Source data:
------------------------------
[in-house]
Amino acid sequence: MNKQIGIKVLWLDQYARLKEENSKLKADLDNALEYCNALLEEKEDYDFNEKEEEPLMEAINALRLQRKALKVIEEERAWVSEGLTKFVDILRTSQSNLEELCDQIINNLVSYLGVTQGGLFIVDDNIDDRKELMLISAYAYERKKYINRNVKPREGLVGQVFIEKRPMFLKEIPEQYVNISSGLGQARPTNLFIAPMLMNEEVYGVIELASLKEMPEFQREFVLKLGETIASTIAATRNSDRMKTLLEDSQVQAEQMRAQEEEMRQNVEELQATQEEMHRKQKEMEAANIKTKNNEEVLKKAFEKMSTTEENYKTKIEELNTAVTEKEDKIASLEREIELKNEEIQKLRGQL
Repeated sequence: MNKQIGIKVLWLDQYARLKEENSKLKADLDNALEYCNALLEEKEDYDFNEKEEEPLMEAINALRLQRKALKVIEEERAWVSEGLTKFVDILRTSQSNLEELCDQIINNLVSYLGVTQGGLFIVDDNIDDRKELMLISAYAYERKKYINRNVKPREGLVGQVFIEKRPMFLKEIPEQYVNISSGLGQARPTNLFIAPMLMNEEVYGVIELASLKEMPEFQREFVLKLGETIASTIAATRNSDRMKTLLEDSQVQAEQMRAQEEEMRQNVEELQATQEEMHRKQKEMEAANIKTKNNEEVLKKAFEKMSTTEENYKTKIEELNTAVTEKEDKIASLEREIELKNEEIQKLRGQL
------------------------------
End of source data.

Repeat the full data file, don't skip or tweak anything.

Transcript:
[in-house]
Amino acid sequence: MNKQIGIKVLWLDQYARLKEENSKLKADLDNALEYCNALLEEKEDYDFNEKEEEPLMEAINALRLQRKALKVIEEERAWVSEGLTKFVDILRTSQSNLEELCDQIINNLVSYLGVTQGGLFIVDDNIDDRKELMLISAYAYERKKYINRNVKPREGLVGQVFIEKRPMFLKEIPEQYVNISSGLGQARPTNLFIAPMLMNEEVYGVIELASLKEMPEFQREFVLKLGETIASTIAATRNSDRMKTLLEDSQVQAEQMRAQEEEMRQNVEELQATQEEMHRKQKEMEAANIKTKNNEEVLKKAFEKMSTTEENYKTKIEELNTAVTEKEDKIASLEREIELKNEEIQKLRGQL
Repeated sequence: MNKQIGIKVLWLDQYARLKEENSKLKADLDNALEYCNALLEEKEDYDFNEKEEEPLMEAINALRLQRKALKVIEEERAWVSEGLTKFVDILRTSQSNLEELCDQIINNLVSYLGVTQGGLFIVDDNIDDRKELMLISAYAYERKKYINRNVKPREGLVGQVFIEKRPMFLKEIPEQYVNISSGLGQARPTNLFIAPMLMNEEVYGVIELASLKEMPEFQREFVLKLGETIASTIAATRNSDRMKTLLEDSQVQAEQMRAQEEEMRQNVEELQATQEEMHRKQKEMEAANIKTKNNEEVLKKAFEKMSTTEENYKTKIEELNTAVTEKEDKIASLEREIELKNEEIQKLRGQL